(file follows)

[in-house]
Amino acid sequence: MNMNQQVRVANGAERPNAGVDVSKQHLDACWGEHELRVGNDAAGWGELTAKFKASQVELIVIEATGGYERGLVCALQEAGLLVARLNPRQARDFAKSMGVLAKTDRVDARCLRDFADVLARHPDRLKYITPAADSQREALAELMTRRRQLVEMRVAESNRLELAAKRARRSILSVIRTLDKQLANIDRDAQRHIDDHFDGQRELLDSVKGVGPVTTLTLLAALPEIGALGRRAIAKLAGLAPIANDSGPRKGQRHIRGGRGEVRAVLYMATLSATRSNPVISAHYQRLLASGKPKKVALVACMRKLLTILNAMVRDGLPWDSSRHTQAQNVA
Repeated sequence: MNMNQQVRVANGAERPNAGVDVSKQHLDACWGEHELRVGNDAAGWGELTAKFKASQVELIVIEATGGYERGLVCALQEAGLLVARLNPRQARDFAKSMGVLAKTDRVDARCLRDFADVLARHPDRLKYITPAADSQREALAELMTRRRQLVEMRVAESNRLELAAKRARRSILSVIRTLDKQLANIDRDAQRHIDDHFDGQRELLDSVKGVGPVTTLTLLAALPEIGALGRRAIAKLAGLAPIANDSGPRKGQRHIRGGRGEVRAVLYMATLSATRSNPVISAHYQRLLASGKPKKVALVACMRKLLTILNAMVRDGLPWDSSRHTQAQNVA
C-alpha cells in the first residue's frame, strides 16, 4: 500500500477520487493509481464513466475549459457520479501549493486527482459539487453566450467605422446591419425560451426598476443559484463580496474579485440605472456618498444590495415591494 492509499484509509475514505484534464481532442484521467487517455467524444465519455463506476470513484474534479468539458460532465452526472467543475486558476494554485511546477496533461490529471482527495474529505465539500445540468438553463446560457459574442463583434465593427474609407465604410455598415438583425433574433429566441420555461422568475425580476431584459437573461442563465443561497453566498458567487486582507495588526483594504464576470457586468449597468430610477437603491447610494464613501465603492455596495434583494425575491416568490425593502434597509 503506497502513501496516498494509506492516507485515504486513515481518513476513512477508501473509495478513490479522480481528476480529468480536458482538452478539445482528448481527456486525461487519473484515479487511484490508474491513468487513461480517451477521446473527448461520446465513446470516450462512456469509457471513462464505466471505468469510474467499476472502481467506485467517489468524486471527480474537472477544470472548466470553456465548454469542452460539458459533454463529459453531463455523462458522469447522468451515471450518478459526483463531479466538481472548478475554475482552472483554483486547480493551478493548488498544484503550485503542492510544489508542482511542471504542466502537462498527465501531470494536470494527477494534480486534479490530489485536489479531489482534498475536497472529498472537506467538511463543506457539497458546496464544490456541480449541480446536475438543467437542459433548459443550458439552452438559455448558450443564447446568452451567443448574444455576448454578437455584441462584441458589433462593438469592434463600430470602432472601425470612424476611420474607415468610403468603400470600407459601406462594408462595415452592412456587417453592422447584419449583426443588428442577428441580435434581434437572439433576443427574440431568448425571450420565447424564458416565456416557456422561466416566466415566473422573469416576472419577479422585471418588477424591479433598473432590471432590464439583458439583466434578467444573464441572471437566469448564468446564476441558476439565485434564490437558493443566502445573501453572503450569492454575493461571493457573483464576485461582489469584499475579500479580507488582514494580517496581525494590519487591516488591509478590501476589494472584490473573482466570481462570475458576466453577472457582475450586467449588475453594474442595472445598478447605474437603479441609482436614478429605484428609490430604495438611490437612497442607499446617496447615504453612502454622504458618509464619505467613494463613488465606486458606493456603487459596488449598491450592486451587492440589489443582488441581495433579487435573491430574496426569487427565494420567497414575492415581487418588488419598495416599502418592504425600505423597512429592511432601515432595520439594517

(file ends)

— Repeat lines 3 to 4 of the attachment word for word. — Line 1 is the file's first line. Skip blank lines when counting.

Repeated sequence: MNMNQQVRVANGAERPNAGVDVSKQHLDACWGEHELRVGNDAAGWGELTAKFKASQVELIVIEATGGYERGLVCALQEAGLLVARLNPRQARDFAKSMGVLAKTDRVDARCLRDFADVLARHPDRLKYITPAADSQREALAELMTRRRQLVEMRVAESNRLELAAKRARRSILSVIRTLDKQLANIDRDAQRHIDDHFDGQRELLDSVKGVGPVTTLTLLAALPEIGALGRRAIAKLAGLAPIANDSGPRKGQRHIRGGRGEVRAVLYMATLSATRSNPVISAHYQRLLASGKPKKVALVACMRKLLTILNAMVRDGLPWDSSRHTQAQNVA
C-alpha cells in the first residue's frame, strides 16, 4: 500500500477520487493509481464513466475549459457520479501549493486527482459539487453566450467605422446591419425560451426598476443559484463580496474579485440605472456618498444590495415591494 492509499484509509475514505484534464481532442484521467487517455467524444465519455463506476470513484474534479468539458460532465452526472467543475486558476494554485511546477496533461490529471482527495474529505465539500445540468438553463446560457459574442463583434465593427474609407465604410455598415438583425433574433429566441420555461422568475425580476431584459437573461442563465443561497453566498458567487486582507495588526483594504464576470457586468449597468430610477437603491447610494464613501465603492455596495434583494425575491416568490425593502434597509 503506497502513501496516498494509506492516507485515504486513515481518513476513512477508501473509495478513490479522480481528476480529468480536458482538452478539445482528448481527456486525461487519473484515479487511484490508474491513468487513461480517451477521446473527448461520446465513446470516450462512456469509457471513462464505466471505468469510474467499476472502481467506485467517489468524486471527480474537472477544470472548466470553456465548454469542452460539458459533454463529459453531463455523462458522469447522468451515471450518478459526483463531479466538481472548478475554475482552472483554483486547480493551478493548488498544484503550485503542492510544489508542482511542471504542466502537462498527465501531470494536470494527477494534480486534479490530489485536489479531489482534498475536497472529498472537506467538511463543506457539497458546496464544490456541480449541480446536475438543467437542459433548459443550458439552452438559455448558450443564447446568452451567443448574444455576448454578437455584441462584441458589433462593438469592434463600430470602432472601425470612424476611420474607415468610403468603400470600407459601406462594408462595415452592412456587417453592422447584419449583426443588428442577428441580435434581434437572439433576443427574440431568448425571450420565447424564458416565456416557456422561466416566466415566473422573469416576472419577479422585471418588477424591479433598473432590471432590464439583458439583466434578467444573464441572471437566469448564468446564476441558476439565485434564490437558493443566502445573501453572503450569492454575493461571493457573483464576485461582489469584499475579500479580507488582514494580517496581525494590519487591516488591509478590501476589494472584490473573482466570481462570475458576466453577472457582475450586467449588475453594474442595472445598478447605474437603479441609482436614478429605484428609490430604495438611490437612497442607499446617496447615504453612502454622504458618509464619505467613494463613488465606486458606493456603487459596488449598491450592486451587492440589489443582488441581495433579487435573491430574496426569487427565494420567497414575492415581487418588488419598495416599502418592504425600505423597512429592511432601515432595520439594517